Van Cortlandt Park

Park Overview:

A busy urban park full of sports opportunities, but with a substantial natural area and trails that impart a much more remote experience.

Trail Uses:Hiking, Mountain biking, Bridle path, Handicapped
Dogs:Dogs on leash
Trail Miles:15 miles
Park Acreage:1146 acres
Web Map:Brochure and Trail Map
Trail Conference volunteers maintain trails in this park.
Park Description:

A city recreation mecca, Van Cortlandt Park hosts facilities for a long list of sports: baseball, basketball, bocci, cricket, football, soccer, tennis, handball, paddleball, and golf. Additionally there is a nature center, a riding stable, a running track, cross country courses and plenty of playground. The park is generally centered around The Parade Ground -a large flat expanse that contains many of the playing fields. A trail encircles the Parade Ground and leads to more trails in less developed parts of the park.

The natural areas and most of the trails are concentrated in the wooded northern section of the park which is divided into the Northwest Forest, Croton Woods and the Northeast Forest by the 3 major highways that transect the park. These highways limit access between these different sections of the park to just one or two crossing points. 

Trails Overview:

There are three trails in the Northwest Forest:

  • The Cass Gallagher Trail [1.4 miles], a multi-use paved trail.
  • The Cross Country Trail [1.3 miles], a part of the cross-country running course.
  • A bridle path that follows the route of long-defunct commuter rail line that ran from High Bridge in the Bronx to Yonkers.

These trails are all accessed from Mosholu Parkway near the riding stable or from the Parade Ground.

Two major trails run through Croton Woods in at a north-south orientation:  

  • The Putnam Trail [1.5 miles] follows an abandoned railbed through wetlands and bisects the Van Cortlandt Golf Course. Portions of the John Kieran Nature Trail follow the Putnam Trail.
  • The Old Croton Aqueduct Trail [1.1 miles] is part of a regional trail that begins 26 miles to the north in Westchester County and extends into Manhattan. The trail lies on top of the 1842 masonry aqueduct that brought New York City its first clean water supply.  The Aqueduct is a National Historic Landmark, a designation that includes the trail and all ancillary structures up to the Manhattan shore of the Harlem River.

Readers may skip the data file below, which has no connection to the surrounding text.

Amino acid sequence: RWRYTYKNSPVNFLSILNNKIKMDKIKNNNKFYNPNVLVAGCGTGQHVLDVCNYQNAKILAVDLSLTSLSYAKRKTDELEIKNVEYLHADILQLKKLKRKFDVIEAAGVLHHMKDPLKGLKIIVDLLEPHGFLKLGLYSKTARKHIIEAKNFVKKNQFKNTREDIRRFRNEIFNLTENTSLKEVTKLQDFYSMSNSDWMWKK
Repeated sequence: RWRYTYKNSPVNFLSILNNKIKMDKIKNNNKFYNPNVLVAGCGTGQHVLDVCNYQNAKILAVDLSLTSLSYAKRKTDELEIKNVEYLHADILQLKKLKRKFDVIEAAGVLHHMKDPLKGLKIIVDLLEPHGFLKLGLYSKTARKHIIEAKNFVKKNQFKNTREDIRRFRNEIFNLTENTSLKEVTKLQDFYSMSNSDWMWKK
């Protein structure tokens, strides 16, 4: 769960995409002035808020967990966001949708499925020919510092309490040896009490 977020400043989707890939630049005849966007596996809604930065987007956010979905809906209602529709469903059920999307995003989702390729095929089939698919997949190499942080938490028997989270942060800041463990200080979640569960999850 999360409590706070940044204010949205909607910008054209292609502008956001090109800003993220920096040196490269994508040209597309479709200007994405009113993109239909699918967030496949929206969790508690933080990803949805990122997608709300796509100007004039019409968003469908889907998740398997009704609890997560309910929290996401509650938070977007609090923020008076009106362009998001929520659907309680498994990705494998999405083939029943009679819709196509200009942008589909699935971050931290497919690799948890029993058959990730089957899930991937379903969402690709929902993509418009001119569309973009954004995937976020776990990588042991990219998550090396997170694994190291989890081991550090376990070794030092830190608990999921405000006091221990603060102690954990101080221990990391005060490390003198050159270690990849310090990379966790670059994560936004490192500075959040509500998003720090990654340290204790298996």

These trails are accessed from the Van Cortlandt Golf House or Yonkers.

In the Northeast Forest there are two major unnamed trails that cross the area.

  • One that parallels the Major Deegan Expressway, roughly north-south.
  • The other which runs east-west into Croton Woods.

These trails are accessed through a service road from Van Cortlandt Park East, from Yonkers, or from the Croton Woods' trails.

The John Muir Nature Trial [1.7 miles] crosses the park connecting all 3 woodland tracts. There are other informal trails and connectors in all the sections of the park.

A brochure with trailmap is available from the Friends of Van Cortlandt Park; use the Web Map link near the top of this page.


Several NYC bus routes service the area. By subway, the No.1 line stops at 242nd St. at the southwest corner of the park, and the No. 4 line stops at Woodlawn station at the southeast corner. By car, the park is accessible from the Henry Hudson Parkway, the Mosholu Parkway and the Major Deegan Expressway, although finding parking around the park is often difficult.

Contact Information:Friends of Van Cortlandt Park
Region:New York City